© 2021 WFAE
90.7 Charlotte 93.7 Southern Pines 90.3 Hickory 106.1 Laurinburg
Play Live Radio
Next Up:
Available On Air Stations
Charlotte Area News

Through Storytelling, 'Voices Project' Empowers People Impacted By HIV


A diagnosis of HIV can lead to a deep sense of isolation - so deep that the fear of talking about it can impact not only quality of life, but treatment, too. The Mecklenburg County Health Department and local advocates are addressing this problem through something called The Voices Project. It's a way for people affected by HIV to share their experience with the community, and it'll take the stage Monday night at the Knight Theater.

After several years living with HIV, Alan Holmes decided it was time to tell his dad. Holmes says his dad then outed him to much of his family.

"But in doing so, he did it in a positive manner," Holmes said, "saying, this is my son, he just has a disease like cancer, anything else; if I find out that you treat him any differently now, I will write you off."

It's one of many supportive responses Holmes said he's fortunate to have received as he's grown more comfortable talking about HIV, which he's had since 1989.

Two years ago, Holmes wrote a deeply personal and revealing account of his experience with the disease. He acknowledged drug and alcohol abuse as well as "rampant anonymous sex." But he also describes turning sober and finding happiness, concluding his story with this: 

"As I have heard said many times before, 'I don’t live with HIV, it lives with me.' Keep up disease; we have a lot more left to do in this lifetime!"

It was part of The Voices Project, where volunteers read his story and those of other people impacted by HIV to a theater audience.  The stories have included a 13-year-old describing what it's like to take a fistful of pills and a health worker remembering the first time she told someone they tested positive. 

Holmes was in the front row for his story.

"I can remember breaking out in goose bumps and having tears rolling down my cheeks that this person cared so much about me to get up and share this in front of a group of individuals," he said. "It was just very freeing and very meaningful for me."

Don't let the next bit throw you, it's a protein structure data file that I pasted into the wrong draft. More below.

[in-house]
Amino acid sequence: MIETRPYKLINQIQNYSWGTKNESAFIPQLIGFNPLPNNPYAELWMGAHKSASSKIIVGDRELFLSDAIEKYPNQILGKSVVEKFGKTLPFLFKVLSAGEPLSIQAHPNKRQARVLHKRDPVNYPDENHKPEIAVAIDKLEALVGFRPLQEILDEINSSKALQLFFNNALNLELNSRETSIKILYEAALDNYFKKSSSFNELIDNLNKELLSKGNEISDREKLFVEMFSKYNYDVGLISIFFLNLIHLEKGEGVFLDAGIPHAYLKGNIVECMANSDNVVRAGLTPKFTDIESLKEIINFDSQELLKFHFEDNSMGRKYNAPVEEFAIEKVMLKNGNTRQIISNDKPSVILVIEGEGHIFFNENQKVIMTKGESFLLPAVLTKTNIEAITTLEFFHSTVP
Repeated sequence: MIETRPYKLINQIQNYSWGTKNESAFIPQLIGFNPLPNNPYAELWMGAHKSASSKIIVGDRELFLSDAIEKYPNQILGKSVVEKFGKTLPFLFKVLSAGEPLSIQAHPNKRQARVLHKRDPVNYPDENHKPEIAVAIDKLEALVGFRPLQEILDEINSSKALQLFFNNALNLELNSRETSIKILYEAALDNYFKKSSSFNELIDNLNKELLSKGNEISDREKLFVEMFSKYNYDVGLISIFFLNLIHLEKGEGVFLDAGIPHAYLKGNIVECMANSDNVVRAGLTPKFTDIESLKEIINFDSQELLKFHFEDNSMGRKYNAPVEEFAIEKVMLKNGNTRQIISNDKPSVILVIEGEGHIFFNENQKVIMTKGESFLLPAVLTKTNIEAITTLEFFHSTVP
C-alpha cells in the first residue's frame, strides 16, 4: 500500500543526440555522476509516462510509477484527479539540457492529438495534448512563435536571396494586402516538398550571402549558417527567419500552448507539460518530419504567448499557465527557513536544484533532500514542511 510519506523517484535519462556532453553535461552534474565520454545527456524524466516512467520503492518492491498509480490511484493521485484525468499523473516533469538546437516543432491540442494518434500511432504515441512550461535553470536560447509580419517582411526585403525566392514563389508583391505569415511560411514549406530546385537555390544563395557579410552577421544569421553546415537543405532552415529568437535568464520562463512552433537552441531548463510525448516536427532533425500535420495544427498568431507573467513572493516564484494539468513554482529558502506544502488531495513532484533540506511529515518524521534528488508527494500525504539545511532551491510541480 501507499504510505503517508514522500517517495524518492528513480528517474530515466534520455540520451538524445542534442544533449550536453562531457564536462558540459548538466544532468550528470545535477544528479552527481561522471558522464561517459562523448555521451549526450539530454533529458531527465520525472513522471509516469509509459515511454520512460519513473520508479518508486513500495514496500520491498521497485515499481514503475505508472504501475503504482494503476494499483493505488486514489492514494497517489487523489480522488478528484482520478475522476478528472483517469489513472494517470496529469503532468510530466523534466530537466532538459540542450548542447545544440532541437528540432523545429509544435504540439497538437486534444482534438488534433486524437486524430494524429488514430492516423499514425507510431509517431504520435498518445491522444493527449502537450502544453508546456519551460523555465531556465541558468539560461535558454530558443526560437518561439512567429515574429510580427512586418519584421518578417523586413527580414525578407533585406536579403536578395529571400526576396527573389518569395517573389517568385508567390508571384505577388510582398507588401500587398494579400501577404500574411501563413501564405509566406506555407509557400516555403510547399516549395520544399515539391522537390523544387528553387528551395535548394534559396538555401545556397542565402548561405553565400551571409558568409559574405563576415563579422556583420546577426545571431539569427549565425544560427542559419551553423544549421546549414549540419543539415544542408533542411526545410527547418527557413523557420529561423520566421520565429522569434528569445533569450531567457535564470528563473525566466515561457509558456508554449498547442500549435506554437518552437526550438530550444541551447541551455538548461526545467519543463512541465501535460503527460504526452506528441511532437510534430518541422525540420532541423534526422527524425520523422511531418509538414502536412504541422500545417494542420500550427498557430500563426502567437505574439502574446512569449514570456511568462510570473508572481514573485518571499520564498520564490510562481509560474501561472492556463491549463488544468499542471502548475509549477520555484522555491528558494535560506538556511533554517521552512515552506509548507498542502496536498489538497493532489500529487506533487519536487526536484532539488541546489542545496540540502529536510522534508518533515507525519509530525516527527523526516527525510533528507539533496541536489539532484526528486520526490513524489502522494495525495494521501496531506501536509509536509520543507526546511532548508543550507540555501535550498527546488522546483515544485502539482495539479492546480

The Voices Project is now in its fourth year. It grew out of a conversation between Hannah Stutts of the Mecklenburg County Health Department and Nathan Smith of the Regional AIDS Interfaith Network.

Stutts coordinates community-based testing for the county, and she and Smith wanted to help people open up and also educate the community. 

"There's this huge fear about acknowledging that you have it or even acknowledging that you've been tested for it for that sake, so being able to share that helps normalize it, and it helps make other people more aware that HIV is still something that we need to care about," she said.

Stutts said Mecklenburg County averages about one new HIV positive case a day.

When Stutts, Holmes and others involved with the project discuss it, "empowering" is a word that comes up often. A similar kind of empowerment is taking place at St. Jude Children's Research Hospital.

The hospital started its own VOICES Project two years ago. 18- to 24-year-old HIV patients can anonymously record their stories, and then other patients – as well as hospital staff – can listen to them.

Social worker Syvlia Sutton said the recordings have a profound impact on patients.

"They feel that the person who's speaking, it could very much be them speaking: it sounds like their own story," she said. "It gives them a sense of motivation to want to do better in their care or feel that they're not alone."

So much of chronic disease treatment comes down to keeping patients engaged – showing up for appointments, taking medication – and Sutton said this project is invaluable in that regard. 

About 20 patients have recorded their stories so far, including Xavier Weddington. He's 24-years-old and agreed to let us use his name.

At one point in his recording, he talks directly to his fellow patients. 

"I know you may be feeling like your life is over, no one will ever love you, you can't go on, but I'm here to tell you there is life after HIV," he said. "There is love after HIV."

That message is resonating in Mecklenburg County, too, although The Voices Project here plays out in a theater rather than a hospital.

Hannah Stutts said one of the first participants told her recently he'd worked up the courage to talk through his diagnosis with a potential partner. 

"He felt like he was capable of doing that because he had shared his story for Voices Project," she said.

Alan Holmes said The Voices Project has also made it easier to share his experience. He works for the Regional AIDS Interfaith Network, where a lot of newly diagnosed people come through his door. 

"I feel it's important that I be open and honest and share with them, hey, I've been positive for over 25 years, look at me. You're going to be fine. You're going to be OK," he said.

And someday, Holmes tells them, they'll be able to open up about their experience, too.

The Mecklenburg County Voices Project holds its fourth annual event Monday at the Wells Fargo Auditorium at Knight Theater. It's free and starts at 7:00.